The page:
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Major Threats to New Zealand’s Environment Highlighted in Government Report

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Aerial of farmland and mountains near Seaward Kaikoura Range in New Zealand. David Wall Photo / Lonely Planet Images / Getty Images Plus

By Jordan Davidson

New Zealand's pristine image as a haven of untouched forests and landscapes was tarnished this week by a brand new government report. The Environment Aotearoa 2019 painted a bleak image of the island nation's environment and its future prospects.


The report, which was put out by the Ministry for the Environment and Statistics New Zealand, is a follow-up to a 2015 report. While stopping short of making explicit suggestions, it "provides evidence to enable an open and honest conversation about what we have, what we are at risk of losing, and where we can make changes," according to the report's summary.

It found that New Zealand's native plant and animal life has been decimated by invasive species, with 75 animal and plant species having vanished since humans settled the islands. The risk of extinction has worsened for 86 species in the last 15 years, while only improving for 26 species over the last decade.

The numbers in the report tell a dark picture. Almost 4,000 of New Zealand's native species are currently threatened with or at risk of extinction. Marine, freshwater and land ecosystems all have species at risk: 90 percent of seabirds, 76 percent of freshwater fish, 84 percent of reptiles and 46 percent of plants are currently endangered or on the precipice of extinction, according to the report.

"New Zealand is losing species and ecosystems faster than nearly any other country," said Kevin Hague from the conservation group Forest and Bird to The Guardian. "Four thousand of our native species are in trouble … from rampant dairy conversions to destructive seabed trawling – [we] are irreversibly harming our natural world."

The report highlights the dairy industry as particularly problematic since maintaining a herd is land-intensive. The report found that converting land to pasture use contributed to nearly 173,000 acres of natural vegetation loss since 1996 and nearly 2,500 acres of wetland loss since 2001.

"It is undeniable that the dairy industry deserves the title of the dirtiest industry in New Zealand, and urgent action is required," Greenpeace senior campaign and political advisor, Steve Abel said, New Zealand based Newshub reported.

"To turn this around, the Government must institute policies that will lead to land use change, get rid of synthetic nitrogen fertilizer, dramatically reduce cow numbers, and invest millions into regenerative farming."

The rapid increase in dairy farming has wreaked havoc on the country's freshwater. The report found that over 82 percent of river water near farmlands was unsuitable for swimming due to pathogens, which have also threatened three-fourths of New Zealand's freshwater fish with extinction.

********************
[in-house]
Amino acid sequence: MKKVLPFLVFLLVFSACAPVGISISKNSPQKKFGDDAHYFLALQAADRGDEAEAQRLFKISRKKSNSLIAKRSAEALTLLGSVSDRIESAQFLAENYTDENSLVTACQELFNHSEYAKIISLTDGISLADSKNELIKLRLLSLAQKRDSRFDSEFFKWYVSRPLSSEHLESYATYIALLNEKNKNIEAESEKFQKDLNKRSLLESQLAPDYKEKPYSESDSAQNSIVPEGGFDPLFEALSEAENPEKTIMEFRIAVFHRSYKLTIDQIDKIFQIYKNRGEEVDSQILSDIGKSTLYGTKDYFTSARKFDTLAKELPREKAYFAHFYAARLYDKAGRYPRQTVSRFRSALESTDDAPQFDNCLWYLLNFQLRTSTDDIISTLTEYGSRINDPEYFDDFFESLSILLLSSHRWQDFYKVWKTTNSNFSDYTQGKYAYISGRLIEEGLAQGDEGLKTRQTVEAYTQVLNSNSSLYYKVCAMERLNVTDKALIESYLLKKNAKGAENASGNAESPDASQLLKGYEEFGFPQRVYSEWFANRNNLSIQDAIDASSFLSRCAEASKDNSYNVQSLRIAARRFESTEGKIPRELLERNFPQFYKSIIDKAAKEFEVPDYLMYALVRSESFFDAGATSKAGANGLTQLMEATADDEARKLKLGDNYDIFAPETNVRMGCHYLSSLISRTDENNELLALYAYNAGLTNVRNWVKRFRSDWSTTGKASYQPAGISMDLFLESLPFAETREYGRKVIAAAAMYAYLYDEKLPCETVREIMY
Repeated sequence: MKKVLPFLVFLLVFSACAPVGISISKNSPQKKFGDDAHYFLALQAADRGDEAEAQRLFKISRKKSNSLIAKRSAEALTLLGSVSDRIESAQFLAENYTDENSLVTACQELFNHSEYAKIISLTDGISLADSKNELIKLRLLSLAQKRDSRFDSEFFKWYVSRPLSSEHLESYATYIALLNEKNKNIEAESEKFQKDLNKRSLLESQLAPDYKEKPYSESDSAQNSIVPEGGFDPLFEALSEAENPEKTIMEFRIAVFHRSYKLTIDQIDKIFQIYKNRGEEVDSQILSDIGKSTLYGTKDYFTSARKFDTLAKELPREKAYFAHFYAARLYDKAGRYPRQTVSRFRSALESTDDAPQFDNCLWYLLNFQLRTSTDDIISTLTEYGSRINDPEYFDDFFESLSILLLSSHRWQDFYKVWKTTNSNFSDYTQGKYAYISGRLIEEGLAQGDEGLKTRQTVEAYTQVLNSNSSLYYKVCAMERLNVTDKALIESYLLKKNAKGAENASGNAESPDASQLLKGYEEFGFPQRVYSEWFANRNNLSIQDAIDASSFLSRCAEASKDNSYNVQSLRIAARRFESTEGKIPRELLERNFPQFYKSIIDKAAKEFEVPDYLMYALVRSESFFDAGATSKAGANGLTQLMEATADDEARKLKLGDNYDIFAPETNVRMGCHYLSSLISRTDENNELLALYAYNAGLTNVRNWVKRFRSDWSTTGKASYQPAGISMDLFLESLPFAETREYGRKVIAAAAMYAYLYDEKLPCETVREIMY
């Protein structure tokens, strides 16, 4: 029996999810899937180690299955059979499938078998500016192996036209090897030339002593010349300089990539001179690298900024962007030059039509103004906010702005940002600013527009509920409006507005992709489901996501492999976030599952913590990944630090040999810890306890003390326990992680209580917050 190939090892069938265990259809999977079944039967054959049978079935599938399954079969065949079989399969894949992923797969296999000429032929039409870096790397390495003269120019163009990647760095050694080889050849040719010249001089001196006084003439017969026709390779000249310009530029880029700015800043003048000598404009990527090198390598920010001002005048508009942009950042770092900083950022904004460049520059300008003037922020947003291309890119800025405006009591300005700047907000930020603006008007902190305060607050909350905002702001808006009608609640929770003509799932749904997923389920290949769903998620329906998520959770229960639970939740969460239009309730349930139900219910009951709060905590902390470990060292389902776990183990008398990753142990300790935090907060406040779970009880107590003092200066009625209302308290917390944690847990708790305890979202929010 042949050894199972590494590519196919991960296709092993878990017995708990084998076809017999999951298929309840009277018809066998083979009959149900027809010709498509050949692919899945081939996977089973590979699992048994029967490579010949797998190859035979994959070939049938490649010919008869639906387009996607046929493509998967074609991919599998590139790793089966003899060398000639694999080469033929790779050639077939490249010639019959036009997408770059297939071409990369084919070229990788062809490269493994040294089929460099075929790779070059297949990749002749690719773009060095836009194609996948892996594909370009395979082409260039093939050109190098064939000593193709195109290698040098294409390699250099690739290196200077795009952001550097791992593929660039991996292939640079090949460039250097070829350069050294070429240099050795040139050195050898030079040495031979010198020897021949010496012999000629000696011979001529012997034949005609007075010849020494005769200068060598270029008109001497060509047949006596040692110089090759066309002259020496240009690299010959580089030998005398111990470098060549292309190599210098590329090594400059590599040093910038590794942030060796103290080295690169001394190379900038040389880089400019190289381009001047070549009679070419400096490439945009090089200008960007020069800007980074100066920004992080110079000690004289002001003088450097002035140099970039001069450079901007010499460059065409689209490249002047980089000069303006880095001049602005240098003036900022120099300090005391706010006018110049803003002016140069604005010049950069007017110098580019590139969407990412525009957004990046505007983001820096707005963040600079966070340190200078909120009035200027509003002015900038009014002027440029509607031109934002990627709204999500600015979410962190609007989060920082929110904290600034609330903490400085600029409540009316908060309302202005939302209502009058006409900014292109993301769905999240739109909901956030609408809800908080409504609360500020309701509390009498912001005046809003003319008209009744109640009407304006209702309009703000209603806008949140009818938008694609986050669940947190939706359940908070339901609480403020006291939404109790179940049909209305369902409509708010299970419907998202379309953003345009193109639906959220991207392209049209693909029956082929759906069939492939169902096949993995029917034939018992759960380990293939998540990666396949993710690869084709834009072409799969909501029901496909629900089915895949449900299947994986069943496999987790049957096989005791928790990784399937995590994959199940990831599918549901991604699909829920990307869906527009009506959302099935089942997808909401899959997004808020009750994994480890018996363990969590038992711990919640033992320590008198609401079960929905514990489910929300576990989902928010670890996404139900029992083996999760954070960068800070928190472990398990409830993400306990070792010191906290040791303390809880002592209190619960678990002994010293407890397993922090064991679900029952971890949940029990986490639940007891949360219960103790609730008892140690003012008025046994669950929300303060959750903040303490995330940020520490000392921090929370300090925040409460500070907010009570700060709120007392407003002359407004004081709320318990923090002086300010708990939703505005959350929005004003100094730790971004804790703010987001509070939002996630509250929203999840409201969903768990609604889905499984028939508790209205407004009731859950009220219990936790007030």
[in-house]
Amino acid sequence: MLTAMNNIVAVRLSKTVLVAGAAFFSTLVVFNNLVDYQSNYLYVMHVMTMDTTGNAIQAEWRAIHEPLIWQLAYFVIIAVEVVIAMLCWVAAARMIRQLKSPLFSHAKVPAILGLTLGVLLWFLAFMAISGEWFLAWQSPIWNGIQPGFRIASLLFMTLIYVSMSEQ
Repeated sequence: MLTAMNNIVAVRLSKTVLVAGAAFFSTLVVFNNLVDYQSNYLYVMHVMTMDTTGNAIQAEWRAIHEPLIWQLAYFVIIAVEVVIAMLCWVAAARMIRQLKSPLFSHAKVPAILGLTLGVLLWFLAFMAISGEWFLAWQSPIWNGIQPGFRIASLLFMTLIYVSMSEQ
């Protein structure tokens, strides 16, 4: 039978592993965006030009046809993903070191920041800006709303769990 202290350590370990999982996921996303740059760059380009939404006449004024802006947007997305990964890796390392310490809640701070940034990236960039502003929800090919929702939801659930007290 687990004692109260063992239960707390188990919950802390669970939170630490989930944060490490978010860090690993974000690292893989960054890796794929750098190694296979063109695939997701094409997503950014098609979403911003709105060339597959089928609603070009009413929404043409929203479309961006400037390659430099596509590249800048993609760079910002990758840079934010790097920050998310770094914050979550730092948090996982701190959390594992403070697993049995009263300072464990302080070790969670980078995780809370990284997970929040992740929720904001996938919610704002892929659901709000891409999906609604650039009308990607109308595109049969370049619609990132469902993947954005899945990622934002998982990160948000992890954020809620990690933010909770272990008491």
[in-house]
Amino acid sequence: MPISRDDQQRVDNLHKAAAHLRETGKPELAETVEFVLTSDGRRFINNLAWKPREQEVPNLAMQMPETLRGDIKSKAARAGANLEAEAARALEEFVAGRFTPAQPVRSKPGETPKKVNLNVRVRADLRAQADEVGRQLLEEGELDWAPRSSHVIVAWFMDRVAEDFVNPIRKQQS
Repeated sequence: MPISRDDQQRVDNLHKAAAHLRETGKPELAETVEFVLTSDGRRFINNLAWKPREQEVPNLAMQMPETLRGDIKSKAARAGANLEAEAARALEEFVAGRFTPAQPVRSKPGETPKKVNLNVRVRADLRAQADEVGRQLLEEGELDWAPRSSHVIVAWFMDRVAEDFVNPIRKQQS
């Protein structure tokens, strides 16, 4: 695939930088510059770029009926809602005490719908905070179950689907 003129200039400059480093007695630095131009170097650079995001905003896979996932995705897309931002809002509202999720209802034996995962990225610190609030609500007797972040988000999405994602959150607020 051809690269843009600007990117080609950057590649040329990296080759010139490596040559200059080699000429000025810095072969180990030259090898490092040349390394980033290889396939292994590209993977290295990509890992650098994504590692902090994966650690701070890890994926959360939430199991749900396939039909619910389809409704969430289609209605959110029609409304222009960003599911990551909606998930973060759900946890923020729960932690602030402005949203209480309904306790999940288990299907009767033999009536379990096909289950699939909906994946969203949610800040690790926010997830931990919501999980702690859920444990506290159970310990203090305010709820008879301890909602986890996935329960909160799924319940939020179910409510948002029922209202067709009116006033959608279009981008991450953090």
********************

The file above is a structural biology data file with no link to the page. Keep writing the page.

"The biggest degradations in New Zealand's environment in recent years have been caused by the dairy industry," said Abel to Newshub. "As a nation reliant on an international reputation of being clean and green, we're failing pretty epically."

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Dr. Siders pointed out that it has happened before. She noted that in the 1970s, the small town of Soldiers Grove, Wisconsin moved itself out of the flood plain after one too many floods. The community found and reoriented the business district to take advantage of highway traffic and powered it entirely with solar energy, as the New York Times reported.

That's an important lesson now that rising sea levels pose a catastrophic risk around the world. Nearly 75 percent of the world's cities are along shorelines. In the U.S. alone coastline communities make up nearly 40 percent of the population— more than 123 million people, which is why Siders and her research team are so forthright about the urgency and the complexities of their findings, according to Harvard Magazine.

Some of those complexities include, coordinating moves across city, state or even international lines; cultural and social considerations like the importance of burial grounds or ancestral lands; reparations for losses or damage to historic practices; long-term social and psychological consequences; financial incentives that often contradict environmental imperatives; and the critical importance of managing retreat in a way that protects vulnerable and poor populations and that doesn't exacerbate past injustices, as Harvard Magazine reported.

If communities could practice strategic retreats, the study says, doing so would not only reduce the need for people to choose among bad options, but also improve their circumstances.

"It's a lot to think about," said Siders to Harvard Magazine. "And there are going to be hard choices. It will hurt—I mean, we have to get from here to some new future state, and that transition is going to be hard.…But the longer we put off making these decisions, the worse it will get, and the harder the decisions will become."

To help the transition, the paper recommends improved access to climate-hazard maps so communities can make informed choices about risk. And, the maps need to be improved and updated regularly, the paper said as the New York Times reported.


"It's not that everywhere should retreat," said Dr. Siders to the New York Times. "It's that retreat should be an option. It should be a real viable option on the table that some places will need to use."

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